Using 2500 g as the cut-off, the incidence of LBW was 13.5 %. A recent study in the same area yielded a similar result (13.7 %) [4]. This incidence is also in agreement with the year 2000 UNICEF/WHO estimates of 13.9 % in Africa, and falls in between the lowest worldwide regional prevalence found in Europe (8.0 %) and the highest that is in South-East Asia (26.2 %) [2]. When 2600 g was used as the reference value, we obtained a significantly higher prevalence of 19 %. In other words, using 2500 g underestimates the burden of LBW and excludes a significant proportion (5.5 %) of newborns with LBW from receiving appropriate care in the study area. This is further strengthened by our observation that newborns between 2500 g and 2600 g of birth weight had higher rates of complications than those with birth weight > 2600 g.

In multivariate analysis we found that preterm delivery, maternal height < 150 cm, maternal HIV infection, hypertensive disorders in pregnancy, maternal age > 36 years, and pre-delivery BMI < 25 kg/m2 were independent predictors of LBW. The role of preterm delivery as a predictor of LBW is obvious because preterm babies have not thrived enough to reach their target term weight. These findings reinforce the relevance of appropriate prevention and care of pregnancy-associated comorbidities like HIV infection and hypertensive disorders to prevent LBW. They also emphasize the risk associated with advanced maternal age. Siza et al. in Tanzania also identified hypertensive disorders in pregnancy and HIV infection as factors associated with LBW [8]. The vicious circle of HIV, poverty and maternal illness [9] explains the high incidence of LBW among HIV infected women. It was expected that LBW would be associated with low income as indicated with low estimate of daily expenditure. This was not the case and this could represent difficulty in quantifying daily expenditures in our setting.

Women usually gain weight during pregnancy, and a pre-delivery BMI < 25 kg/m2 – a combination of maternal, fetal and amniotic fluid weights - highly suggest a pre-pregnancy undernutrition. Indeed, Lawoyin et al. previously reported that mothers who had LBW neonates had significantly lower BMI at the onset of pregnancy and gained significantly less weight in the third trimester and last four weeks of a term pregnancy [10]. This probably explains our finding that women with pre-delivery BMI <25 kg/m2 were more likely to have LBW neonates. In Tanzania pregnant women who had malnutrition (BMI <18 kg/m2) had the highest proportions of LBW neonates, followed by pregnant women who were undernourished (BMI from 18-22 kg/m2) [8]. All the above confirm that a mother with poor nutritional status before and during pregnancy, does not provide adequate nutrients necessary for foetal growth.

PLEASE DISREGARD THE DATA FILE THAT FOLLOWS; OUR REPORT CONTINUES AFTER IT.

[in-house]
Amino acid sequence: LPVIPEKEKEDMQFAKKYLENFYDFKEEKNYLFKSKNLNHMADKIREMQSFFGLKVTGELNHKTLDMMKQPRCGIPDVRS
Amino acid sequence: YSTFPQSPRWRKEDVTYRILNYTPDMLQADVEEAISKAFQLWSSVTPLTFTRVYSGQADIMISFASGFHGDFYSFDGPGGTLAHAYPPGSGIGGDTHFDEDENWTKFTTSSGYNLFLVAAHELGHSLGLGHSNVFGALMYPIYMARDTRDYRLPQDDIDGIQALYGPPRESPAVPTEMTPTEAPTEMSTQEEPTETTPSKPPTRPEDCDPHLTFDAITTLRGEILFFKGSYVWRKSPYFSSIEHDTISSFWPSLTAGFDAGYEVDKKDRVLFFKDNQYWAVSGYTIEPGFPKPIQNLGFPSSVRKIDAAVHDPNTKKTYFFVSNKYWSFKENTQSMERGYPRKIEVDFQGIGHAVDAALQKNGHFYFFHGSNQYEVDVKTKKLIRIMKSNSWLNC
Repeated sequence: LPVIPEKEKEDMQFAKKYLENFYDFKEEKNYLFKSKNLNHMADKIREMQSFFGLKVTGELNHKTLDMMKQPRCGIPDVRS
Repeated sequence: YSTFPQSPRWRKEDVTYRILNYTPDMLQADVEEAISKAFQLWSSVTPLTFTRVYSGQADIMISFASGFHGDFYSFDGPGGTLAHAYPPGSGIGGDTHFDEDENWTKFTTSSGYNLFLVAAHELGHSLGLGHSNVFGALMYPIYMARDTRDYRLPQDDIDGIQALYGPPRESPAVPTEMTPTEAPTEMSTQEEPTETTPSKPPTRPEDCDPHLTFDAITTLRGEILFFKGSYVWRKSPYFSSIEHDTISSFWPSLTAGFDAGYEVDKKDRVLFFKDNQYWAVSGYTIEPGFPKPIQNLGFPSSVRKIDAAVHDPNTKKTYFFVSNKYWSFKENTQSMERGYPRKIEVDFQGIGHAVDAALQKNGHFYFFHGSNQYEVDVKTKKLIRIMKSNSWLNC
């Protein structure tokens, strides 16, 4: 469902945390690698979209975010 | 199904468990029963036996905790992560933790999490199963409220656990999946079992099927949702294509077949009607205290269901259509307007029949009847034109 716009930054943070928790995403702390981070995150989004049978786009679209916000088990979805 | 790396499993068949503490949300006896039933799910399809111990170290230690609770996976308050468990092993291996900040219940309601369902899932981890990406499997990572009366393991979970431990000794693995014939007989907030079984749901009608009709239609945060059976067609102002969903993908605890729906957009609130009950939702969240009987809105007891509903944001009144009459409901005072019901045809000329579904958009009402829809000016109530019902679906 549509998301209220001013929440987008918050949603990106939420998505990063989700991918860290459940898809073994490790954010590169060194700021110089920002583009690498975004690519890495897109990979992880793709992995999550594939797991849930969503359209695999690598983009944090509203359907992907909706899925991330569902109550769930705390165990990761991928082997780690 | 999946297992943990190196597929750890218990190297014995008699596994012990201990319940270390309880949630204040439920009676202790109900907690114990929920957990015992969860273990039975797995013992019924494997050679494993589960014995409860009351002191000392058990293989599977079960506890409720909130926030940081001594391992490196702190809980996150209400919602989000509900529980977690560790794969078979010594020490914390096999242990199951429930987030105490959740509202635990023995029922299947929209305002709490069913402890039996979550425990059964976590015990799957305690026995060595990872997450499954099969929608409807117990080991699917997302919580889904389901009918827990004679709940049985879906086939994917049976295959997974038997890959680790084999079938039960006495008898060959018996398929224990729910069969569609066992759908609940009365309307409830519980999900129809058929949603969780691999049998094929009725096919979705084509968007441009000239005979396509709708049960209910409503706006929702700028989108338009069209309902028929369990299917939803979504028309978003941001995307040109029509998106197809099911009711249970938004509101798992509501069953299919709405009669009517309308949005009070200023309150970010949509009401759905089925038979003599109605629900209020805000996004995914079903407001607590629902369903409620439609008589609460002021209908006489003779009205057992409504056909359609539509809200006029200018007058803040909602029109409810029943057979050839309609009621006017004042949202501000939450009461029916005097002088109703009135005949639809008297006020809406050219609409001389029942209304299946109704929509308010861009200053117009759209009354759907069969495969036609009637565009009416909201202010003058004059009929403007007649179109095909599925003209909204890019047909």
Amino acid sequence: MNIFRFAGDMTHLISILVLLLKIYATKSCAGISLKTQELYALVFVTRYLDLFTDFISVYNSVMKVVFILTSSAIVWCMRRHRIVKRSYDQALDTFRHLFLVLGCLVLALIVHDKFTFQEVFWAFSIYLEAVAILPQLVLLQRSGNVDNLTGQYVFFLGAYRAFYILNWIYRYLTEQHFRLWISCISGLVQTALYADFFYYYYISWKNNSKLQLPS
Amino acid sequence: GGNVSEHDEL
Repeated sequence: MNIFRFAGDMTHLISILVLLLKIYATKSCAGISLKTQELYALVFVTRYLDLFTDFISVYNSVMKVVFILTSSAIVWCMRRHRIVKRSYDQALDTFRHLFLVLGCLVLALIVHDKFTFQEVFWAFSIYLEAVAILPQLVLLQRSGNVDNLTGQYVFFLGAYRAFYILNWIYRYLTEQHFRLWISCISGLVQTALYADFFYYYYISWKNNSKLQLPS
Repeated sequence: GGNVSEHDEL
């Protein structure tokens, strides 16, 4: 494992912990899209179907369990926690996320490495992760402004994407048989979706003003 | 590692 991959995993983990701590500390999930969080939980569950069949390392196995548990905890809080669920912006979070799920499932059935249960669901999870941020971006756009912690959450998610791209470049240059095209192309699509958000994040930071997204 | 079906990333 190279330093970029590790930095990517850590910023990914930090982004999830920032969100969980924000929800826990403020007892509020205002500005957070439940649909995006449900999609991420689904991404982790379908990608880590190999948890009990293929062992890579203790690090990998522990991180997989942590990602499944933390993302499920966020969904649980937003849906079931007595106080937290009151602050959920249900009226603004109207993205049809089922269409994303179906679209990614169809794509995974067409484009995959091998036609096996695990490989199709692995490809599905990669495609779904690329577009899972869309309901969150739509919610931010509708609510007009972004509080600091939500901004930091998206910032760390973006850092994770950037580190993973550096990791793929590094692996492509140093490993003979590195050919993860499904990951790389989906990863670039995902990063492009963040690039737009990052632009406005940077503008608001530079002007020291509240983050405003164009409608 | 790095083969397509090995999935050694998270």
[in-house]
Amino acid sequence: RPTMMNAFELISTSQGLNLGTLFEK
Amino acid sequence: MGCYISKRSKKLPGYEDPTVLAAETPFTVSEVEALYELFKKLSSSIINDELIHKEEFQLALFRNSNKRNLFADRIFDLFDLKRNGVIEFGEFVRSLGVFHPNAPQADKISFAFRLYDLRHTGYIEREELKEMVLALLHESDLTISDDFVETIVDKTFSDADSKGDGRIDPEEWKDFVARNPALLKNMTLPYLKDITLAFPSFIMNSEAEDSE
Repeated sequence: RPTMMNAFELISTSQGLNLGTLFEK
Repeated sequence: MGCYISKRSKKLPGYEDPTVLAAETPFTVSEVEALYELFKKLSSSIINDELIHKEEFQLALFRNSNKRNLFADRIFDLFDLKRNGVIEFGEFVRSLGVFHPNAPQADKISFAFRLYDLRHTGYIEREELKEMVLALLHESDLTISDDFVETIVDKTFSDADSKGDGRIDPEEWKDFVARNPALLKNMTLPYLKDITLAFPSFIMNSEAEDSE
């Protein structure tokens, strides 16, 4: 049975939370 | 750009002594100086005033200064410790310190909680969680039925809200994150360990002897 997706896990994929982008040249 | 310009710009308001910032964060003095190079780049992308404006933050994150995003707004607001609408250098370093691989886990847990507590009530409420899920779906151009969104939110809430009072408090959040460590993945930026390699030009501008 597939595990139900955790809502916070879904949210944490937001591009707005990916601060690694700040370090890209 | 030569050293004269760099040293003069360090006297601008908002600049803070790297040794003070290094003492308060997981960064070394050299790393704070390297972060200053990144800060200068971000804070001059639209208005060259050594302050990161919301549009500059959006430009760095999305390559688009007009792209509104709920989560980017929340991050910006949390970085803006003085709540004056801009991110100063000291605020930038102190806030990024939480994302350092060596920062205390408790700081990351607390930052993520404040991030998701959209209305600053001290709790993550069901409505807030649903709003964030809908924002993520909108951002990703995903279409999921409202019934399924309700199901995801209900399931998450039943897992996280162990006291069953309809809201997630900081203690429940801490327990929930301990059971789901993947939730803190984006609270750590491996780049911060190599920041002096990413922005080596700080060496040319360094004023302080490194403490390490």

The association between maternal socio-economic status indicators such as low level of education or low incomes is controversial in developing countries. Some studies have reported an association with LBW [8], whereas others have not found any association [11]. We also did not observed any association between surrogates of socio-economic status and LBW.

LBW neonates in our study were more prone to foetal distress, low APGAR scores at delivery and respiratory distress than those with normal birth weight. Simiyu et al. in Kenya had as leading complications of LBW: respiratory distress, apnoeic spells and sepsis [12]. We also found that LBW babies were considerably more likely to die in the neonatal period. This was similar to what Lawoyin obtained in Nigeria in 2001 [13]. Kouam and Kamdom-Moyo in Yaounde showed that perinatal mortality decreased as the weight of the baby increased [14] while Kedy Koum et al. in Douala reported LBW as the most common diagnosis associated with neonatal death [15].